Czaputowicz said Poland supported the EU's efforts to preserve its nuclear agreement with Iran, but warned the deal alone would not keep Iran from "destabilizing" the region.
After Pompeo's announcement, Zarif said Friday on Twitter that the conference would bring shame on the Polish government and invoked how during World War II Iran saved Polish lives.
Iran hosted tens of thousands of Polish war refugees who were brought to the country after surviving work camps in the Soviet Union and before they migrated to then-emerging Israel, New Zealand and some African countries. Scores stayed on after the war, choosing to reside in Iran.
Zarif tweeted: "Polish Govt can't wash the shame: while Iran saved Poles in WWII, it now hosts desperate anti-Iran circus."
Tehran and Warsaw have had good relations. The balance of trade between the two nations was $230 million in 2017, up from 80 million in 2015 when Iran and world powers agreed to a landmark nuclear deal that curbed Tehran's nuclear program in return for lifting harsh economic sanctions.
Under President Donald Trump, the U.S pulled out of that accord in May 2018 and imposed new and tougher sanctions on Iran last fall.
On Sunday, Pompeo was in Saudi Arabia, Iran's regional archrival, where he is expected to call for increasing pressure on Tehran and promote a U.S.-backed initiative to form what some have termed an "Arab NATO" that would bring the region together in a military alliance to counter threats from Iran.
Beirut, Jan 13 (AP/UNB) — Syrian President Bashar Assad is poised to be readmitted to the fold of Arab nations, a feat deemed unthinkable eight years ago as he forcefully crushed the uprising against his family's rule.
Gulf Arab nations, once the main backers of rebels fighting Assad, are lining up to reopen their embassies in Syria, worried about leaving the country to regional rivals Iran and Turkey and missing out on lucrative post-war reconstructive projects.
Key border crossings with neighbors, shuttered for years by the war, have reopened, and Arab commercial airlines are reportedly considering resuming flights to Damascus.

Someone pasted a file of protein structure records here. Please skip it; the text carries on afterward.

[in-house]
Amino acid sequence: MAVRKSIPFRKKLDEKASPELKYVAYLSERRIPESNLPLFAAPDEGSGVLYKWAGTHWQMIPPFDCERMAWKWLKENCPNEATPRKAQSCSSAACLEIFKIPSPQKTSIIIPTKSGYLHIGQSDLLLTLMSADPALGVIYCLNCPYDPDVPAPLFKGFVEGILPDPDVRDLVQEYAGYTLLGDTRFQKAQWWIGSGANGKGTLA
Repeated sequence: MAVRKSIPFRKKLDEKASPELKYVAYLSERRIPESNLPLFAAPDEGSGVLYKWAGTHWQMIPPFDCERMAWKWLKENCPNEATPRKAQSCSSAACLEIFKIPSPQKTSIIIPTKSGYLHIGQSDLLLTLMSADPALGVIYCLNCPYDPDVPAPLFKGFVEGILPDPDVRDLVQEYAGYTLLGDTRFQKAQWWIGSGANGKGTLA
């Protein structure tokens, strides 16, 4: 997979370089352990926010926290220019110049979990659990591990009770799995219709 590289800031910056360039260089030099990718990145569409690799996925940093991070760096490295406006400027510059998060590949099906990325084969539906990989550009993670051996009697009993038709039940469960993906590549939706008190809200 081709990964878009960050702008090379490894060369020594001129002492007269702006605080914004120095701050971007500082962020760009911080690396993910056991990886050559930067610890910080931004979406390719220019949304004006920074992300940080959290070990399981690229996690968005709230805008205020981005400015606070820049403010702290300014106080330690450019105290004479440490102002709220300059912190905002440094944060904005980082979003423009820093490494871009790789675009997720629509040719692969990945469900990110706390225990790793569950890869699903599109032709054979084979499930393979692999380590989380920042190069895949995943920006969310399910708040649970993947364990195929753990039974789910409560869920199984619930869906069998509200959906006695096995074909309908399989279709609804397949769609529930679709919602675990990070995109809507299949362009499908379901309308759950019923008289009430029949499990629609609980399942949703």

And as President Donald Trump plans to pull out America's 2,000 soldiers from northeastern Syria, government troops are primed to retake the area they abandoned in 2012 at the height of the war.
Tehran, Jan 13 (Xinhua/UNB) -- Iran's Foreign Ministry denied that Tehran considers withdrawal from the 2015 international nuclear deal, Tasnim news agency reported on Sunday.
The Foreign Ministry Spokesman Bahram Qasemi strongly denied recent "rumors" inside the country about the country's plan to pull out of the landmark deal as "untrue."
It seems that certain groups are "systematically" fomenting mental chaos in the society and disrupting the market to favor the profiteers, Qasemi was quoted as saying.
"They are attempting to spread biased and false news to create negative psychological atmosphere in the market," he said, adding that any decision about the nuclear deal comes within the purview of the Iranian high council monitoring the accord.
Qasemi also ruled out any disagreement between the Iranian foreign minister and President Hassan Rouhani over the ongoing political affairs of the Islamic republic.
He dismissed the idea that Foreign Minister Mohammad Javad Zarif is going to resign or that there is a division between the foreign ministry and the administration, saying that "certain elements inside the country are insanely spreading false news to weaken the foreign ministry and its hardworking personnel."
Iran has stressed that the country will remain in the nuclear deal as long as the nuclear deal serves its interests.